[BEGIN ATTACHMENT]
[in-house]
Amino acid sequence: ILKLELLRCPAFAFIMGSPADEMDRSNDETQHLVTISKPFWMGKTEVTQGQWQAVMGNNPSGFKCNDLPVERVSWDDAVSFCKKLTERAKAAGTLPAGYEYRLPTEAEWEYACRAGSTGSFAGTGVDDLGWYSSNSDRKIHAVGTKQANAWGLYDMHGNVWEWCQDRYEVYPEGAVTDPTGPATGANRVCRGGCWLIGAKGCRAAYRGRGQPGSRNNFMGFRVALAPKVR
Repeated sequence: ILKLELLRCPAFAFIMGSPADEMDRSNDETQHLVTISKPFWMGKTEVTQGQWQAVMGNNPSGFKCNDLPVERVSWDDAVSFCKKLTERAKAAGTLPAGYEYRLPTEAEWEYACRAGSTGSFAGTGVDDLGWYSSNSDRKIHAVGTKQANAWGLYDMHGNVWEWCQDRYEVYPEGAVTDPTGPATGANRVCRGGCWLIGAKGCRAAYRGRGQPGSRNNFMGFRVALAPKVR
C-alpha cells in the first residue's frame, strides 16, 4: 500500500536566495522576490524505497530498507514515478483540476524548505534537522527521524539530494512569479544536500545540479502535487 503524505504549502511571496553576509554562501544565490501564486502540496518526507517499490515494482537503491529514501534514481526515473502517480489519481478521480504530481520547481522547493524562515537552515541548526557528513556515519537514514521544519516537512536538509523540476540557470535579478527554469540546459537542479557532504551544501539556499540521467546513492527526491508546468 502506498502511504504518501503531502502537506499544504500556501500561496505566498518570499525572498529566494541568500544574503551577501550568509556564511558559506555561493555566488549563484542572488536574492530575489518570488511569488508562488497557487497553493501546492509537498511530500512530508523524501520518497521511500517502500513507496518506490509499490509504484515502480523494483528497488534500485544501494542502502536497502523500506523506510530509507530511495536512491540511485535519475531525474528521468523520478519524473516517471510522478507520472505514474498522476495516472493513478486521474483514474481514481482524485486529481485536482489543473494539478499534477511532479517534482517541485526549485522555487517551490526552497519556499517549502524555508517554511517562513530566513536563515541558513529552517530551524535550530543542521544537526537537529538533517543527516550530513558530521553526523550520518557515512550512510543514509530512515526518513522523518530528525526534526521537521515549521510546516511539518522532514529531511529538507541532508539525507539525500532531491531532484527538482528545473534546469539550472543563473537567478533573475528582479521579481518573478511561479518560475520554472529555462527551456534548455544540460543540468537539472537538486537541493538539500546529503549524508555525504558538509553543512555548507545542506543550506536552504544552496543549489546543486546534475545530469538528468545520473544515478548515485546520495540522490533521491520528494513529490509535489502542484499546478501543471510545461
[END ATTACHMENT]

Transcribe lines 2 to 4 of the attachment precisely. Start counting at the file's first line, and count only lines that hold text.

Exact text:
Amino acid sequence: ILKLELLRCPAFAFIMGSPADEMDRSNDETQHLVTISKPFWMGKTEVTQGQWQAVMGNNPSGFKCNDLPVERVSWDDAVSFCKKLTERAKAAGTLPAGYEYRLPTEAEWEYACRAGSTGSFAGTGVDDLGWYSSNSDRKIHAVGTKQANAWGLYDMHGNVWEWCQDRYEVYPEGAVTDPTGPATGANRVCRGGCWLIGAKGCRAAYRGRGQPGSRNNFMGFRVALAPKVR
Repeated sequence: ILKLELLRCPAFAFIMGSPADEMDRSNDETQHLVTISKPFWMGKTEVTQGQWQAVMGNNPSGFKCNDLPVERVSWDDAVSFCKKLTERAKAAGTLPAGYEYRLPTEAEWEYACRAGSTGSFAGTGVDDLGWYSSNSDRKIHAVGTKQANAWGLYDMHGNVWEWCQDRYEVYPEGAVTDPTGPATGANRVCRGGCWLIGAKGCRAAYRGRGQPGSRNNFMGFRVALAPKVR
C-alpha cells in the first residue's frame, strides 16, 4: 500500500536566495522576490524505497530498507514515478483540476524548505534537522527521524539530494512569479544536500545540479502535487 503524505504549502511571496553576509554562501544565490501564486502540496518526507517499490515494482537503491529514501534514481526515473502517480489519481478521480504530481520547481522547493524562515537552515541548526557528513556515519537514514521544519516537512536538509523540476540557470535579478527554469540546459537542479557532504551544501539556499540521467546513492527526491508546468 502506498502511504504518501503531502502537506499544504500556501500561496505566498518570499525572498529566494541568500544574503551577501550568509556564511558559506555561493555566488549563484542572488536574492530575489518570488511569488508562488497557487497553493501546492509537498511530500512530508523524501520518497521511500517502500513507496518506490509499490509504484515502480523494483528497488534500485544501494542502502536497502523500506523506510530509507530511495536512491540511485535519475531525474528521468523520478519524473516517471510522478507520472505514474498522476495516472493513478486521474483514474481514481482524485486529481485536482489543473494539478499534477511532479517534482517541485526549485522555487517551490526552497519556499517549502524555508517554511517562513530566513536563515541558513529552517530551524535550530543542521544537526537537529538533517543527516550530513558530521553526523550520518557515512550512510543514509530512515526518513522523518530528525526534526521537521515549521510546516511539518522532514529531511529538507541532508539525507539525500532531491531532484527538482528545473534546469539550472543563473537567478533573475528582479521579481518573478511561479518560475520554472529555462527551456534548455544540460543540468537539472537538486537541493538539500546529503549524508555525504558538509553543512555548507545542506543550506536552504544552496543549489546543486546534475545530469538528468545520473544515478548515485546520495540522490533521491520528494513529490509535489502542484499546478501543471510545461